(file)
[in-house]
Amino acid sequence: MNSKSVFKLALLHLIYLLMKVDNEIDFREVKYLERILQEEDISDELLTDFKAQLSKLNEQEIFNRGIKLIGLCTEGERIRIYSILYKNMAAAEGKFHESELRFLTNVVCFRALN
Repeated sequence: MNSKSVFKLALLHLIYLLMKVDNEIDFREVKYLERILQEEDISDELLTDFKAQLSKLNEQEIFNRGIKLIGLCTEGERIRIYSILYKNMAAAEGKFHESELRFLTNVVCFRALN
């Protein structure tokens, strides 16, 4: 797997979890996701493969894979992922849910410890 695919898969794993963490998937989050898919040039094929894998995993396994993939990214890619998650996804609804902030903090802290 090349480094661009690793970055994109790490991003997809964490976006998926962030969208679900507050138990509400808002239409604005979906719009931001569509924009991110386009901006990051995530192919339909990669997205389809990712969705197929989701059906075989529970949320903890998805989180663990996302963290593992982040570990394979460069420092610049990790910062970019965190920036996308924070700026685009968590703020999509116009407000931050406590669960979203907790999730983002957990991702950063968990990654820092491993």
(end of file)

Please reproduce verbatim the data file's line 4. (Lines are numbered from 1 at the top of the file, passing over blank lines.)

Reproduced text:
């Protein structure tokens, strides 16, 4: 797997979890996701493969894979992922849910410890 695919898969794993963490998937989050898919040039094929894998995993396994993939990214890619998650996804609804902030903090802290 090349480094661009690793970055994109790490991003997809964490976006998926962030969208679900507050138990509400808002239409604005979906719009931001569509924009991110386009901006990051995530192919339909990669997205389809990712969705197929989701059906075989529970949320903890998805989180663990996302963290593992982040570990394979460069420092610049990790910062970019965190920036996308924070700026685009968590703020999509116009407000931050406590669960979203907790999730983002957990991702950063968990990654820092491993």